Near and Dear to My Heart
I’d like to take a little time to write about something that is near and dear my heart. For those of you that guessed my lungs – spot on! For as long as I can remember I’ve been an asthmatic. For those of you that are afflicted with this disorder or know someone close to you that is, you know how dangerous and life-altering it can be.
According to the American Lung Association, there are millions of Americans, of all ages, who suffer from this lung disease that makes moving air in and out of your lungs harder than the average breather. Unfortunately for those of us who do suffer from asthma, there is no cure, but it can be managed. I’m not going to go into detail on how you can manage your asthma better or what the websites and doctors tell you to do to increase your quality of living. Any asthmatic knows all that already. And for those of you that don’t suffer with it, you won’t ever truly understand how horrible it can be.
I don’t say that to be mean or insensitive, it’s just the way I see it. I know that when a loved one has to watch someone who is suffering from an attack, it can be scary, not being able to help. But trust me when I say for those of us who are having the attack, it’s downright terrifying.
Case in point, I had one of the worst asthma attacks in my 34 years of life about a year and a half ago. It was in fact so bad that I ended up in the hospital. But I am jumping ahead. What does it feel like you may wonder? It starts out as a shortness of breath. You can hear and feel yourself starting to wheeze and it become harder to get air into your lungs. As the attack increase, the pressure to your chest also increase. It’s as if your entire chest is in a vice and someone is slowing turning the vice to make it tighter. No matter how hard you try to get oxygen in, you can’t. It was the first time in my life that I actually thought I might stop breathing. And when you get to that point, actually long before you reach that point, panic has set it. Nothing amps up the problems like panic can. So as we raced towards the hospital all I could think about was, does he know CPR if I stop breathing and ‘God, I hope he doesn’t wreck the truck if I stop breathing.’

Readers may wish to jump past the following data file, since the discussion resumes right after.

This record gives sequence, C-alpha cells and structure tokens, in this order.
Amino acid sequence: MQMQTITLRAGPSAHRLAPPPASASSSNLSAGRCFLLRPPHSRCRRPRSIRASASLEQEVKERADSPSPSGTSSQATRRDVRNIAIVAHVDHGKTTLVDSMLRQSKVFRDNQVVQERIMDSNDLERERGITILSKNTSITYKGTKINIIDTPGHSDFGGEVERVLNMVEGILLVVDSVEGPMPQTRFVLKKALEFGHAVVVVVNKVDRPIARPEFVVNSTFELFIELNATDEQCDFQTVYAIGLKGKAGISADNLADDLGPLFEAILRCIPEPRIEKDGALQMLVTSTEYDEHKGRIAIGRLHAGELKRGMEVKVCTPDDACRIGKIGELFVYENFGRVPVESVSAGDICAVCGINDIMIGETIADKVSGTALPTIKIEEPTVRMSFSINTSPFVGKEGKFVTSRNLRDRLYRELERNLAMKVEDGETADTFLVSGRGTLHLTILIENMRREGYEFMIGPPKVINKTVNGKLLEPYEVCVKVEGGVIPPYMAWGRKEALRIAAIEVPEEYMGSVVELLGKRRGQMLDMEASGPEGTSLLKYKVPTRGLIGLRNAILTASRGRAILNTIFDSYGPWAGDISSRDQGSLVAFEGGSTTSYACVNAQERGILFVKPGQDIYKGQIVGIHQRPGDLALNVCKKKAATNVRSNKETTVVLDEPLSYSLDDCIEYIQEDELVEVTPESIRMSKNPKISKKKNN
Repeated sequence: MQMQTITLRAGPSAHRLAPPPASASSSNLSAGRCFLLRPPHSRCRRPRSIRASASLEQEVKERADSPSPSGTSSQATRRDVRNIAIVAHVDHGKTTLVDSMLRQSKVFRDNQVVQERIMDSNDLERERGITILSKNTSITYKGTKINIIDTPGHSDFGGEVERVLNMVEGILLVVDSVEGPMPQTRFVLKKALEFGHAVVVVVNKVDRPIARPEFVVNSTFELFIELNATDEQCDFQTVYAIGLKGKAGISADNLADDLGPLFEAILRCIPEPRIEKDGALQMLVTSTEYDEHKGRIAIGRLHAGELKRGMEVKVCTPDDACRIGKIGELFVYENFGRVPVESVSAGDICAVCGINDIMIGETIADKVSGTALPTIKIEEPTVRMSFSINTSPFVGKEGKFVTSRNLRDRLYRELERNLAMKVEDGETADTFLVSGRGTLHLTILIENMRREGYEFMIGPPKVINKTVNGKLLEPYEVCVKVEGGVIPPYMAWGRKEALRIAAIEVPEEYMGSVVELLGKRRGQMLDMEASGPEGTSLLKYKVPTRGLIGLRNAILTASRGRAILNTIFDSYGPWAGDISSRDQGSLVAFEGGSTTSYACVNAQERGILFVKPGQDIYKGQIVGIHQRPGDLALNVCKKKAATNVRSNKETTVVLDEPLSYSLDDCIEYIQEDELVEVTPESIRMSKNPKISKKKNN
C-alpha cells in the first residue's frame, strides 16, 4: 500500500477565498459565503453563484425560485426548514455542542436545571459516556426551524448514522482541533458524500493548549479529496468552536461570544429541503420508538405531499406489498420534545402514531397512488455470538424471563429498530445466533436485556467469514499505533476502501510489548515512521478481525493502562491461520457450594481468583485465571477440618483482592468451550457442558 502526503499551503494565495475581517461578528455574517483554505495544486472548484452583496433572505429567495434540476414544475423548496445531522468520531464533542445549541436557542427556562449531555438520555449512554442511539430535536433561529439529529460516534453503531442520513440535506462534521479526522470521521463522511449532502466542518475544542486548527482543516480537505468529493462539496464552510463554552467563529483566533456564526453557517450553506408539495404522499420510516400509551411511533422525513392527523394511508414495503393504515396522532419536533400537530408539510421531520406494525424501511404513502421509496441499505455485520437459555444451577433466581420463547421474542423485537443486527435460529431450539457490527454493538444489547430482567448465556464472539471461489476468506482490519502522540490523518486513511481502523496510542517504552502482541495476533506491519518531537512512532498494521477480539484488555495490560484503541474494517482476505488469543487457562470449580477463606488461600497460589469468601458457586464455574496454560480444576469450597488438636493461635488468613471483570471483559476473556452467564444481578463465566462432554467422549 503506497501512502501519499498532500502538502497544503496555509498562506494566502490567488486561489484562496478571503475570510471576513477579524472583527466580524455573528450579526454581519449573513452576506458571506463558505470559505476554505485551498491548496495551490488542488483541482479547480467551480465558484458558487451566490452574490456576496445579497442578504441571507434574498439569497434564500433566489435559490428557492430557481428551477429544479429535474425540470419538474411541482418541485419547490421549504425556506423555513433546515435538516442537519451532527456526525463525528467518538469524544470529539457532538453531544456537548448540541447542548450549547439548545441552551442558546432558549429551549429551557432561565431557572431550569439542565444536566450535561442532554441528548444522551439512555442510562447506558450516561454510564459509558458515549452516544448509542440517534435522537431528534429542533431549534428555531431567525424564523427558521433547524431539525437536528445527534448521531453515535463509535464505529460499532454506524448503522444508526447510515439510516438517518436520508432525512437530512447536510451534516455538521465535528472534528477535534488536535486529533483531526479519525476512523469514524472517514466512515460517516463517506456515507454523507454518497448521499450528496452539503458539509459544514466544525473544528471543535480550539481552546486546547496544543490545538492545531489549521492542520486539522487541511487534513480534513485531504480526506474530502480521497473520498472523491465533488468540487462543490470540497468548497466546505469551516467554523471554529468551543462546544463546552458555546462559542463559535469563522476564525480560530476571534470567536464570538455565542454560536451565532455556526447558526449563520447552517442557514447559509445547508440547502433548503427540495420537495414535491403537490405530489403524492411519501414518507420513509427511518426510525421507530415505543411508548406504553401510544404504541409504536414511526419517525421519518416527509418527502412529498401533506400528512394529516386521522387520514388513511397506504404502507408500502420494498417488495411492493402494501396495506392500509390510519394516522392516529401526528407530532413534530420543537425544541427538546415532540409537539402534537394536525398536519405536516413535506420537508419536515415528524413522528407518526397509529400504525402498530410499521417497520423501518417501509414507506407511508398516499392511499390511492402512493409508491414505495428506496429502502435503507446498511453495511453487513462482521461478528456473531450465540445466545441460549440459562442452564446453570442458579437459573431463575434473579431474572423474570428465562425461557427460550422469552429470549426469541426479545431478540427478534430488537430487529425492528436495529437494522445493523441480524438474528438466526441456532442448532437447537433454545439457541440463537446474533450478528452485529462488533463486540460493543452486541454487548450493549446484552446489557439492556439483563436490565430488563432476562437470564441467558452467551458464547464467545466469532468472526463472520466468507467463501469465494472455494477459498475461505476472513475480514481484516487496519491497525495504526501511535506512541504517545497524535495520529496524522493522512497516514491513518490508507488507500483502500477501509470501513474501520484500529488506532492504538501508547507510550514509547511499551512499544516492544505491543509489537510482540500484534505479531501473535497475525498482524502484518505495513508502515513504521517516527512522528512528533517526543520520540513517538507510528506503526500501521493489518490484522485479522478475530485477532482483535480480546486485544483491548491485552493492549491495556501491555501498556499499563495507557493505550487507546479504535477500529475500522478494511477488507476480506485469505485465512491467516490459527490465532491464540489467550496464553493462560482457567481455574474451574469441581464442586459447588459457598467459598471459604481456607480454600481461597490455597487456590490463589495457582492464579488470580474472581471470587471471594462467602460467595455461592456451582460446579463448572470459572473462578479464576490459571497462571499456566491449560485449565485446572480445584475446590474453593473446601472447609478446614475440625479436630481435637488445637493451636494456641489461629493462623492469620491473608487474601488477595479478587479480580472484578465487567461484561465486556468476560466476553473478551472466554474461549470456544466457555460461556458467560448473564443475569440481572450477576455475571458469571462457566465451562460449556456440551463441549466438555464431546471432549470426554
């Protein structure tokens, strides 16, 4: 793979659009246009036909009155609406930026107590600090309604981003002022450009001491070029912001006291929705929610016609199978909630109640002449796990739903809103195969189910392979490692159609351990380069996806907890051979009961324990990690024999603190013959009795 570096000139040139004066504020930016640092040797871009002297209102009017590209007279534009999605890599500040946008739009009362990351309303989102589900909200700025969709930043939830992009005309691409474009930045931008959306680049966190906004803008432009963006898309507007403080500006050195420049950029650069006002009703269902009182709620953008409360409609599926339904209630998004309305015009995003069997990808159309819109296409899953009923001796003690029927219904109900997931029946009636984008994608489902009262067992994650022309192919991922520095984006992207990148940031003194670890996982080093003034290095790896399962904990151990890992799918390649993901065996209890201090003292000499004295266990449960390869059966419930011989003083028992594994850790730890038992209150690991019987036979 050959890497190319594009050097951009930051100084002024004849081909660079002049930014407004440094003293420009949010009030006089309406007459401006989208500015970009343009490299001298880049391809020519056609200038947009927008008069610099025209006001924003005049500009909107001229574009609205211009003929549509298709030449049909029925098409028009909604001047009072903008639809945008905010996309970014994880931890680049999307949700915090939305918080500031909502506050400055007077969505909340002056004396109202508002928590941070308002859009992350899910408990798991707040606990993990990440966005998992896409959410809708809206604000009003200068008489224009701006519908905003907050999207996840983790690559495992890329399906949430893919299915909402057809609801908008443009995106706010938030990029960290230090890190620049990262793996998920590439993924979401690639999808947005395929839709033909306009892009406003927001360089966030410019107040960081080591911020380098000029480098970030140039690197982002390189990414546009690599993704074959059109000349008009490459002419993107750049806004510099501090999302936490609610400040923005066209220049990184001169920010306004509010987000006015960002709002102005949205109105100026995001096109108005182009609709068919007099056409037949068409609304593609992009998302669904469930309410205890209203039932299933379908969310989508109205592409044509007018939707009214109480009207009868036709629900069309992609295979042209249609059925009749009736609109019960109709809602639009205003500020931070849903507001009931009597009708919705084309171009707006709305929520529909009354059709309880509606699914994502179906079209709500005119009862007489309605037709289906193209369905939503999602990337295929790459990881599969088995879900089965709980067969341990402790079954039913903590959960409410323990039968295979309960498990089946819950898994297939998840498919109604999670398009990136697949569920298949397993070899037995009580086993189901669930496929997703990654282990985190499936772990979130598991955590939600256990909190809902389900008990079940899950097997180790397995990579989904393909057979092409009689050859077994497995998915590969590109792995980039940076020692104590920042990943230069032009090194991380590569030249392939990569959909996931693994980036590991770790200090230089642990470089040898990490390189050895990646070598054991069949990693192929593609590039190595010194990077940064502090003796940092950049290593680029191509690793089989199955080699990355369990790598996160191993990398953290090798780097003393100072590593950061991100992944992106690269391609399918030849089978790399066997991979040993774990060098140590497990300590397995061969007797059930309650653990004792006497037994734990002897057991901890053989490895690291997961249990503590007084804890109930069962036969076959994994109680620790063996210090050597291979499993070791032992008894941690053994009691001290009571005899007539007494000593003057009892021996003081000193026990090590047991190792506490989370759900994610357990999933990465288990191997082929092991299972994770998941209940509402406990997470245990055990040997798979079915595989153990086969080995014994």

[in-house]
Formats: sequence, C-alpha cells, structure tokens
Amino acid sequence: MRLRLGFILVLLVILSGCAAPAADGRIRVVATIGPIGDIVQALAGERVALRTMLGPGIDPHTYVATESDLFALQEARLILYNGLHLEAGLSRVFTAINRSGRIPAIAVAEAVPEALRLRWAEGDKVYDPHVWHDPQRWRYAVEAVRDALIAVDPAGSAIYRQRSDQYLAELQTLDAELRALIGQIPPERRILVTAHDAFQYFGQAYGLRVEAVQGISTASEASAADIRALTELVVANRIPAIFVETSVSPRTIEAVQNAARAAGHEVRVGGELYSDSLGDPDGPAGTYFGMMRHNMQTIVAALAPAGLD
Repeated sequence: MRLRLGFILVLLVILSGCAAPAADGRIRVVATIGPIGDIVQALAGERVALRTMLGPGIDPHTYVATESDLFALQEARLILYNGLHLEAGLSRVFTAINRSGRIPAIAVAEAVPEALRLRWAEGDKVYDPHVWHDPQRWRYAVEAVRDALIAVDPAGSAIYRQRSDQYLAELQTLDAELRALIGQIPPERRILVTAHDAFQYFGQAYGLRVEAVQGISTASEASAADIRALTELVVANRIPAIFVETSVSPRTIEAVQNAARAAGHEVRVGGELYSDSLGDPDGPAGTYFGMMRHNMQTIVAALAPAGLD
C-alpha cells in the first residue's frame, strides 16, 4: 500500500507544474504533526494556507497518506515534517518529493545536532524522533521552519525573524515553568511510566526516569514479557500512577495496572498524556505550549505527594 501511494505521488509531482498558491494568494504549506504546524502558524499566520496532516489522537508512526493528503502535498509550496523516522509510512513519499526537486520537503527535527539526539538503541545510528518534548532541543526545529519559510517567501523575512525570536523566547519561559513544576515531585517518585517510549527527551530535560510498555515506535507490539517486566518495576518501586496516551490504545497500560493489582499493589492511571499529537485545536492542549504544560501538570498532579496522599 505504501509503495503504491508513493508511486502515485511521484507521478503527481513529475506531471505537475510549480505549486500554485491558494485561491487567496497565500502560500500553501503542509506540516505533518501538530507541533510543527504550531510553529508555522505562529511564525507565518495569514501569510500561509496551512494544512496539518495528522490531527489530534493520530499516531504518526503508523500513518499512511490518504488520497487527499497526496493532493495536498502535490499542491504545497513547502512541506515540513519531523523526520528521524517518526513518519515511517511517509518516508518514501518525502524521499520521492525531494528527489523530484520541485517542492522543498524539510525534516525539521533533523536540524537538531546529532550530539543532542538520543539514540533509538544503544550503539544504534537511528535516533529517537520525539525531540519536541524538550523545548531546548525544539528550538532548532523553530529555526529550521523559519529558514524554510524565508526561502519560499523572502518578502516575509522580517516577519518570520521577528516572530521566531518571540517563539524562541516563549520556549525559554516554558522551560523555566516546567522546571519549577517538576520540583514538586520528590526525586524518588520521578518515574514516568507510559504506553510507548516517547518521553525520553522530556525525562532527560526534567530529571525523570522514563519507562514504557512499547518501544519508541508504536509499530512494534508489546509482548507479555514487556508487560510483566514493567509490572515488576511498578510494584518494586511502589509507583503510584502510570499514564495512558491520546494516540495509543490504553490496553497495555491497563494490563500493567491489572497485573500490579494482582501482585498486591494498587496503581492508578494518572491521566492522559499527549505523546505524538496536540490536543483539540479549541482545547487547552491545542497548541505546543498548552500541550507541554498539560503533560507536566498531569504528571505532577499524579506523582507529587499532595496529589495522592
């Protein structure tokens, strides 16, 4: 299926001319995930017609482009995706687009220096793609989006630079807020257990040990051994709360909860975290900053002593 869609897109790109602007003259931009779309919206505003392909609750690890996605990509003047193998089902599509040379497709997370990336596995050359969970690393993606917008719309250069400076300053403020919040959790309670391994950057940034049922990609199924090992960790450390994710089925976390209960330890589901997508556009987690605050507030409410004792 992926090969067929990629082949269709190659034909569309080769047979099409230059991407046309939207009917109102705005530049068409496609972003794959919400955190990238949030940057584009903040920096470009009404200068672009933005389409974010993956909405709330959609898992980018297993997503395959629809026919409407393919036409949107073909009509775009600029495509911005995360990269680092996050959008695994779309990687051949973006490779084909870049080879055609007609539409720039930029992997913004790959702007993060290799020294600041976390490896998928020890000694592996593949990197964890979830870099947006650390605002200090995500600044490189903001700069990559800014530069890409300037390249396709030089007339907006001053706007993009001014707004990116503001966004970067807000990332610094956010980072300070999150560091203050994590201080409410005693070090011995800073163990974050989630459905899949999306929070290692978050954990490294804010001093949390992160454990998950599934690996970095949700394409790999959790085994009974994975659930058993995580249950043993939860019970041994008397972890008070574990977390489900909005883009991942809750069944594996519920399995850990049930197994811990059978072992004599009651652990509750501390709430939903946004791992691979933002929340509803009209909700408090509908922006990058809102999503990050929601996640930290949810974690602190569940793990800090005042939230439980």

How’s that for scary? Am I any better off than I was then? Sure, the attack is over but that doesn’t mean I won’t have another one. Part of the solution is knowing what triggers it and trying to avoid those things as best as possible. Allergies, dust, dirt, grass, hay can all trigger an attack. Does this mean that I get out of doing the vacuuming and dusting? Not so much, but it was worth a try.